For decades, investors have put their financial future in the hands of ol’ reliable: the 60/40 rule.
With 60% of your money in stocks, you’ll have enough growth potential to meet your goals. And with 40% in bonds, you’ll have a stable source of income to fall back on in case your stocks don’t perform.
At least, that’s the conventional wisdom. The problem is that the investing landscape today looks completely different compared to 20 years ago, let alone 70 years ago.
What do the professionals say now?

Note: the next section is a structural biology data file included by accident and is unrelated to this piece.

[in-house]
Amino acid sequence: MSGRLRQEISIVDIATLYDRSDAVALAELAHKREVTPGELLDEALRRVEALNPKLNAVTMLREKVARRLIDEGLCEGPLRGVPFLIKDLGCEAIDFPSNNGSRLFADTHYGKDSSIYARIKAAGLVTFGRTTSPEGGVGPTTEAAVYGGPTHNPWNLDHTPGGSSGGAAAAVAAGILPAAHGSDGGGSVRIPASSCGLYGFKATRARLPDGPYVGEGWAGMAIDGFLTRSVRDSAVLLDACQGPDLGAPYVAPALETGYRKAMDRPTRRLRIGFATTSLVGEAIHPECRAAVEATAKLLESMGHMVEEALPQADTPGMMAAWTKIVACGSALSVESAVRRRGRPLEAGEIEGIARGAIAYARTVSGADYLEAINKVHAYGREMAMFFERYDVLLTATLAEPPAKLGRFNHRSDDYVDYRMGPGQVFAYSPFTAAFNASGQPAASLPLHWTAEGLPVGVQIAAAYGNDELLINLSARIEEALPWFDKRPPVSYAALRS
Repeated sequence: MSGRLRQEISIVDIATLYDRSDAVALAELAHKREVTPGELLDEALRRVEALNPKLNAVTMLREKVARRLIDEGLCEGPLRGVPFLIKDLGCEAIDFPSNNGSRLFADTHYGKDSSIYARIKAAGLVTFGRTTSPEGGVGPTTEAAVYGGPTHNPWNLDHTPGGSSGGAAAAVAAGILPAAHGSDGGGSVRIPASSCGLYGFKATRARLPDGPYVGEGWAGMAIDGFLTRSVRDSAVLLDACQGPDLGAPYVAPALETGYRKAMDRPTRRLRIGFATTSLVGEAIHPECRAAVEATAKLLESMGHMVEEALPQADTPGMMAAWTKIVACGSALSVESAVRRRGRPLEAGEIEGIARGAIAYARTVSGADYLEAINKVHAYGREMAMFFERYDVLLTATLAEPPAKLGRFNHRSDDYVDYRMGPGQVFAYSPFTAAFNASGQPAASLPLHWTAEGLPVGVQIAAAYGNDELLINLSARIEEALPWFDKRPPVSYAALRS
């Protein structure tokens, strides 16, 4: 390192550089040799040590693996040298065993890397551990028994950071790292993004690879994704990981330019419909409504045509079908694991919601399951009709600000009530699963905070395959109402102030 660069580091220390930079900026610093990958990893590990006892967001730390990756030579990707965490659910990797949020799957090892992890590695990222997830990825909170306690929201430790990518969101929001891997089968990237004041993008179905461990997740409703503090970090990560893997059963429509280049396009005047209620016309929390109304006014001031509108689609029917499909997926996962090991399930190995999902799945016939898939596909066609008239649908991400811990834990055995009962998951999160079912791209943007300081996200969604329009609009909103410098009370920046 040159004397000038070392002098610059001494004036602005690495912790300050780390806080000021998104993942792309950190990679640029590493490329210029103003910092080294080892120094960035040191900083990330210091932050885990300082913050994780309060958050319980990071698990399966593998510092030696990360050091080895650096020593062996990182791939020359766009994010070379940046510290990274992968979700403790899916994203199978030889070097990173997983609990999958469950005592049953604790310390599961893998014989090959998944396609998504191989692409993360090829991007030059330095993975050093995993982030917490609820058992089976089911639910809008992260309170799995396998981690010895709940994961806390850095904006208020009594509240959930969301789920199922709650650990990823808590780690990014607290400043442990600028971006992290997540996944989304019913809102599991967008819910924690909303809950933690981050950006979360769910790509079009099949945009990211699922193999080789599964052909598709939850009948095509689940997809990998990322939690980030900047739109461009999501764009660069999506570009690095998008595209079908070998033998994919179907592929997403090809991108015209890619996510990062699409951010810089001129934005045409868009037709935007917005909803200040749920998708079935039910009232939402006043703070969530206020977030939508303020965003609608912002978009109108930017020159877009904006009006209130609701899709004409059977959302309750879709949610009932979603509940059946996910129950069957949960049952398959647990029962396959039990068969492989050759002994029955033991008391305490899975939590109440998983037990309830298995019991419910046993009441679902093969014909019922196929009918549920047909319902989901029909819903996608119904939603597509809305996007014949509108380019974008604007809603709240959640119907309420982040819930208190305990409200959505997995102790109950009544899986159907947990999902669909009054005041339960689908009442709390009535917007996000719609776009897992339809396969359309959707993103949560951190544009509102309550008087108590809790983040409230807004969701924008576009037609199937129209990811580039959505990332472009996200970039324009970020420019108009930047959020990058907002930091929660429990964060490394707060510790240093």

While it’s not universal, analysts from major firms like Bank of America, Morgan Stanley and JPMorgan have all proclaimed the death of the 60/40 rule in recent years.
David Kelly, chief global strategist for J.P. Morgan Asset Management, says a “plain vanilla” portfolio of 60% global equities and 40% U.S. bonds is likely to net an annual return…